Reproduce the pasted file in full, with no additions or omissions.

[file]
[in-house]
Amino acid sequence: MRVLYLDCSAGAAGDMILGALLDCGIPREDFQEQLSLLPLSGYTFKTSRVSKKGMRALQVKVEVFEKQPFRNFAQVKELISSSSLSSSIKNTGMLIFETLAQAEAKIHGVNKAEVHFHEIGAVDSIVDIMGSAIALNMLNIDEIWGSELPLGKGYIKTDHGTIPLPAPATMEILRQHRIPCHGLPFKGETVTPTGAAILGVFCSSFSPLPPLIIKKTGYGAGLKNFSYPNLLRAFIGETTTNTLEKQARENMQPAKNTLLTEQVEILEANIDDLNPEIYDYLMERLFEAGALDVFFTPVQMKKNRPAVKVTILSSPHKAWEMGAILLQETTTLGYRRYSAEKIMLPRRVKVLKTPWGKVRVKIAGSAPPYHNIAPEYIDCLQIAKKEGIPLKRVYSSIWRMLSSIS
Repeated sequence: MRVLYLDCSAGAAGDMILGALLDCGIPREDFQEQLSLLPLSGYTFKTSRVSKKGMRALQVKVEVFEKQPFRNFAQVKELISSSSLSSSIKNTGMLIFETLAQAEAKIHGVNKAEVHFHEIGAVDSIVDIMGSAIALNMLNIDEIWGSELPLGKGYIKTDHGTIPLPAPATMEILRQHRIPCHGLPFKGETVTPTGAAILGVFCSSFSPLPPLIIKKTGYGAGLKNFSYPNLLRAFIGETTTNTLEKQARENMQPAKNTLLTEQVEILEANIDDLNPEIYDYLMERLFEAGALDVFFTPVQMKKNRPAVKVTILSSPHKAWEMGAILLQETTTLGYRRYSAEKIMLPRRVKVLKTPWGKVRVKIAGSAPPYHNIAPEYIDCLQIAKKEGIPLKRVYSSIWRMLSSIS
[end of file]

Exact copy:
[in-house]
Amino acid sequence: MRVLYLDCSAGAAGDMILGALLDCGIPREDFQEQLSLLPLSGYTFKTSRVSKKGMRALQVKVEVFEKQPFRNFAQVKELISSSSLSSSIKNTGMLIFETLAQAEAKIHGVNKAEVHFHEIGAVDSIVDIMGSAIALNMLNIDEIWGSELPLGKGYIKTDHGTIPLPAPATMEILRQHRIPCHGLPFKGETVTPTGAAILGVFCSSFSPLPPLIIKKTGYGAGLKNFSYPNLLRAFIGETTTNTLEKQARENMQPAKNTLLTEQVEILEANIDDLNPEIYDYLMERLFEAGALDVFFTPVQMKKNRPAVKVTILSSPHKAWEMGAILLQETTTLGYRRYSAEKIMLPRRVKVLKTPWGKVRVKIAGSAPPYHNIAPEYIDCLQIAKKEGIPLKRVYSSIWRMLSSIS
Repeated sequence: MRVLYLDCSAGAAGDMILGALLDCGIPREDFQEQLSLLPLSGYTFKTSRVSKKGMRALQVKVEVFEKQPFRNFAQVKELISSSSLSSSIKNTGMLIFETLAQAEAKIHGVNKAEVHFHEIGAVDSIVDIMGSAIALNMLNIDEIWGSELPLGKGYIKTDHGTIPLPAPATMEILRQHRIPCHGLPFKGETVTPTGAAILGVFCSSFSPLPPLIIKKTGYGAGLKNFSYPNLLRAFIGETTTNTLEKQARENMQPAKNTLLTEQVEILEANIDDLNPEIYDYLMERLFEAGALDVFFTPVQMKKNRPAVKVTILSSPHKAWEMGAILLQETTTLGYRRYSAEKIMLPRRVKVLKTPWGKVRVKIAGSAPPYHNIAPEYIDCLQIAKKEGIPLKRVYSSIWRMLSSIS